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In the epigraph to his short story "Ligeia," Poe quotes the philosopher and clergyman Joseph Glanvill (1836-1880) as follows:
And the will therein lieth, which dieth not. Who knoweth the mysteries of the will, with its vigor? For God is but a great will pervading all things by nature of its intentness. Man doth not yield himself to the angels, not unto death utterly, save only through the weakness of his feeble will.
Poe was obsessed by death, especially by the fear of death, as can be seen in so many of his poems and stories. In "The Masque of the Red Death" he seems to be symbolzing the universal human fear of death and the many ways by which people try to avoid--not dying--but facing the fact of dying. With Poe this fear seems to have been heightened by his loss of faith in traditional religious beliefs, a phenomena which was becoming widespread in the Western world with the incursions of science.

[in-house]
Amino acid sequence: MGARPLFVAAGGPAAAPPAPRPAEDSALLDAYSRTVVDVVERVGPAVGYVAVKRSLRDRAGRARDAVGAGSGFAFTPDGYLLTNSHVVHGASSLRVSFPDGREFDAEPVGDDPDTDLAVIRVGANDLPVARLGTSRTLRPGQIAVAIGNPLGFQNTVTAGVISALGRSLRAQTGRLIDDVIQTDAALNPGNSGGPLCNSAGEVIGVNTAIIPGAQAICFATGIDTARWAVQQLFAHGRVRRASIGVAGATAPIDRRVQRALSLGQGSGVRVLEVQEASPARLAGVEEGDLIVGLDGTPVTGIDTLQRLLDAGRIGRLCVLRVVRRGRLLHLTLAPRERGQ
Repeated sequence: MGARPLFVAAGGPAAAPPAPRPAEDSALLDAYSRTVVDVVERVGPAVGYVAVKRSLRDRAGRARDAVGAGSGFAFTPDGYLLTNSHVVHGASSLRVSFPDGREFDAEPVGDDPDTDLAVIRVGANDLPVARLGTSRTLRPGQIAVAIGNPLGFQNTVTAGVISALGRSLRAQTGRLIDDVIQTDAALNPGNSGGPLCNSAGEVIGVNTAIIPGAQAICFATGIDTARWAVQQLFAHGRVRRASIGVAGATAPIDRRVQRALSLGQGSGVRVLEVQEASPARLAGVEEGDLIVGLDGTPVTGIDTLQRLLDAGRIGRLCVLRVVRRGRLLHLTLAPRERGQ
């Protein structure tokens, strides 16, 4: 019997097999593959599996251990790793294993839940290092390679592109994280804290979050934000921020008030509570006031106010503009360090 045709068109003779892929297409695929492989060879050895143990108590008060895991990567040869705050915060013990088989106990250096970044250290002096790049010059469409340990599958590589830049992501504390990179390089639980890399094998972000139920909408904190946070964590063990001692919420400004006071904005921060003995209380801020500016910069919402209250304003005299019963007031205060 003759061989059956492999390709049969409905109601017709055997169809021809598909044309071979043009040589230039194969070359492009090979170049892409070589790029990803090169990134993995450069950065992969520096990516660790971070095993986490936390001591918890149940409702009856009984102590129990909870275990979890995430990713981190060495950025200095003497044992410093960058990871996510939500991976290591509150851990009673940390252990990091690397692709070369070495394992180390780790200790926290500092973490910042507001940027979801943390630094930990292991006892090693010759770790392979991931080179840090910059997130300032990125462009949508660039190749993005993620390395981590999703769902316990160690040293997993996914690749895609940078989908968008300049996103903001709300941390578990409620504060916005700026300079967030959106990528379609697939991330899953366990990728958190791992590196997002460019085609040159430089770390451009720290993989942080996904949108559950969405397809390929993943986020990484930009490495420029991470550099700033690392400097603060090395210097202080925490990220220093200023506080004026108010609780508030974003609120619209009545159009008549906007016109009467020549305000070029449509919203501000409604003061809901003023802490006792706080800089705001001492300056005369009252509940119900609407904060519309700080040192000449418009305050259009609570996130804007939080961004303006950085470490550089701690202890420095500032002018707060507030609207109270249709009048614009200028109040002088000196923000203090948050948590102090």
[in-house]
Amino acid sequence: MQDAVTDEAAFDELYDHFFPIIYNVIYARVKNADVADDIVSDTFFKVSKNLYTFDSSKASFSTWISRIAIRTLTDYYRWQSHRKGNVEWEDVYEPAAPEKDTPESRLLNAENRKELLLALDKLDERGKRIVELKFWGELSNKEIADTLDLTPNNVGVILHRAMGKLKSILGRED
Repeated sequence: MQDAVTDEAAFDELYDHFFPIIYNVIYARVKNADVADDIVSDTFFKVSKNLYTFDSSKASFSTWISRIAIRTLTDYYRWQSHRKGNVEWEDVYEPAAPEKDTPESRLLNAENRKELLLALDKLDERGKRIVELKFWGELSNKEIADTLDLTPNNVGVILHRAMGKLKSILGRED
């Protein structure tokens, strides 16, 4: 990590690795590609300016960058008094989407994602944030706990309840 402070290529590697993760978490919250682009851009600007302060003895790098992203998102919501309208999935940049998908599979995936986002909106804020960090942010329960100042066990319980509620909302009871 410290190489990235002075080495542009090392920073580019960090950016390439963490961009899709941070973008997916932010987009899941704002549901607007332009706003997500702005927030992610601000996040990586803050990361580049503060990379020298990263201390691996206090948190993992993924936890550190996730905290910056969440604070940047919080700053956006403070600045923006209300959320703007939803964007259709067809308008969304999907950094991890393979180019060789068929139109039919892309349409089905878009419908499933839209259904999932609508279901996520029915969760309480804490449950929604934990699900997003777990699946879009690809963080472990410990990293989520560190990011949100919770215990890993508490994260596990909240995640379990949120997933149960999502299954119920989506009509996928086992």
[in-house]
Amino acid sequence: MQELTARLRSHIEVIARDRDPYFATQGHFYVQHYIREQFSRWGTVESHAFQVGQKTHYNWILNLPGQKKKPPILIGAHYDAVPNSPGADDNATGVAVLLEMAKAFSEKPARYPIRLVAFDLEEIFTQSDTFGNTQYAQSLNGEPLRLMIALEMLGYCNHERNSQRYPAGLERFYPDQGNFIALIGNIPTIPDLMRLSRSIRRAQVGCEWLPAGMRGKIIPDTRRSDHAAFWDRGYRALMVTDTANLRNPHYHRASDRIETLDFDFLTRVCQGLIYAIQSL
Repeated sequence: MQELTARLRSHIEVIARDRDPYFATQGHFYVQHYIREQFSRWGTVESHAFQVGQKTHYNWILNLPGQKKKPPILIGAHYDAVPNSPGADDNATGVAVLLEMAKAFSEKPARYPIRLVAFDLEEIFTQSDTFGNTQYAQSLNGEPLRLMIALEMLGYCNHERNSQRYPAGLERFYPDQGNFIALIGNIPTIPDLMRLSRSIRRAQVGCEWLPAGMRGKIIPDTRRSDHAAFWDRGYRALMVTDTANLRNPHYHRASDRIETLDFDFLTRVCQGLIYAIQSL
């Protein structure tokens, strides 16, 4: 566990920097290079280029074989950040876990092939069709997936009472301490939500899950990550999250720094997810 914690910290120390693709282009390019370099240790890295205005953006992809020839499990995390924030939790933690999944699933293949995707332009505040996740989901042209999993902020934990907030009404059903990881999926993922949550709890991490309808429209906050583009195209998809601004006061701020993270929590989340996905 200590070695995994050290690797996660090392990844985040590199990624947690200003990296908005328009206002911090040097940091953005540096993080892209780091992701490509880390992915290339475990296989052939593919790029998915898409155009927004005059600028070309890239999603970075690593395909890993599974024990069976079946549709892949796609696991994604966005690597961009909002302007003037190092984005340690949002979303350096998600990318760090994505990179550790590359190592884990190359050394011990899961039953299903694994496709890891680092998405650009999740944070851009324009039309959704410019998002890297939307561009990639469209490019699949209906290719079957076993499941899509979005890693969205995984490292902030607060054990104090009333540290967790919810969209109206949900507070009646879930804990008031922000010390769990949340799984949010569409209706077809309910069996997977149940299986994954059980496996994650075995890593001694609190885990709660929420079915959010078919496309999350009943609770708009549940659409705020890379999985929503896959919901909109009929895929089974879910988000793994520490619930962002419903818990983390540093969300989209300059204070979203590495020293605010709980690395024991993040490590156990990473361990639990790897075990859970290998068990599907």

"The Masque of the Red Death" seems to be intended to depict allegorically people's attempts to avoid facing the terrible fact that death will claim all of them and take away everything they own and everything they love. The refugees seal themselves up in a fortress and indulge in pleasure-seeking, with all sorts of sounds and spectacles intended primarily to distract them from thinking about the fact that everyone is dying all around them. But it is futile. Death is inescapable. He appears among them without having been impeded in the slightest by the walls and gates and claims all of them. Their luxury and revelry was all pointless and meaningless. There is no escape. The story is popular because readers easily understand the meaning behind the metaphors.
The central message of "The Masque of the Red Death" is perhaps best understood as the inevitability of death. Prospero walls himself and his courtiers inside his palace to attempt to avoid the Red Death, a horrible plague that ravages the countryside. In sharp contrast to the suffering outside, they hold a lavish costume ball. But among the costumed guests is Death himself, who has slipped in "like a thief in the night," and he strikes down first Prospero and then all of the other guests. Their wealth, power, and privilege could not save them from the inevitable, and their attempt at escaping the plague comes across as decadent and arrogant even as it is fearful. The final line of the play is chilling, and sums up the play's message succinctly: "And Darkness and Decay and the Red Death held illimitable dominion over all.’’
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